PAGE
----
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The menu has expanded at WaterCourse -- and so has its market

The menu has expanded at WaterCourse -- and so has its market
Danielle Lirette

When Dan Landes opened WaterCourse Foods in 1998, people assumed vegetarian cooking revolved around two ingredients: tofu and portobello mushrooms. Thankfully, options have broadened significantly since then, not simply at WaterCourse, where the menu is today is not just vegetarian but often gluten-free or vegan, but in general. See also: Chef and Tell with Rachel Kesley, executive chef of WaterCourse Foods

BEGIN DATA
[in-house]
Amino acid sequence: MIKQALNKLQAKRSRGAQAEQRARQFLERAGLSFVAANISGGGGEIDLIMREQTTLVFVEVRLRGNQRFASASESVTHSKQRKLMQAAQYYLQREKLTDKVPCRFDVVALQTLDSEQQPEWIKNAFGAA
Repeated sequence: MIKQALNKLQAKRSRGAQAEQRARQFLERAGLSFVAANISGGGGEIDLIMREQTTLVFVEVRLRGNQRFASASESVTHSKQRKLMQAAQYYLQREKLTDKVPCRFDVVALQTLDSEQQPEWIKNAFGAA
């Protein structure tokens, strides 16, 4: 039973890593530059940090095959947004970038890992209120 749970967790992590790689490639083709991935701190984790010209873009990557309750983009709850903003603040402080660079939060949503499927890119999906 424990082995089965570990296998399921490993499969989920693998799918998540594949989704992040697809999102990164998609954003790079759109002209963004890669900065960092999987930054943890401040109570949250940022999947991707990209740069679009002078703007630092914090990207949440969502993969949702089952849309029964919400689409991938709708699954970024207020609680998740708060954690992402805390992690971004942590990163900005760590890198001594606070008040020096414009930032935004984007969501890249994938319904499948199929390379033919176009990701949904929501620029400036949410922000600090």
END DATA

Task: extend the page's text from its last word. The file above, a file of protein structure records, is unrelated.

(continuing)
Vegan stores, vegan restaurants and WaterCourse's sister establishments -- WaterCourse Bakery and City, O' City, which occupies the original home of WaterCourse -- are proof of the expanding market.

Over time, WaterCourse's customer base has also expanded beyond people in their twenties to include an older demographic. "I see a lot more men that are being instructed by their doctors to eat more vegetables," says Landes. "Most of the time they say, 'If I had known vegetarian food tasted this good, I would've done this a long time ago.'"

Find out what you're missing when my review of WaterCourse Foods is posted on westword.com tomorrow.


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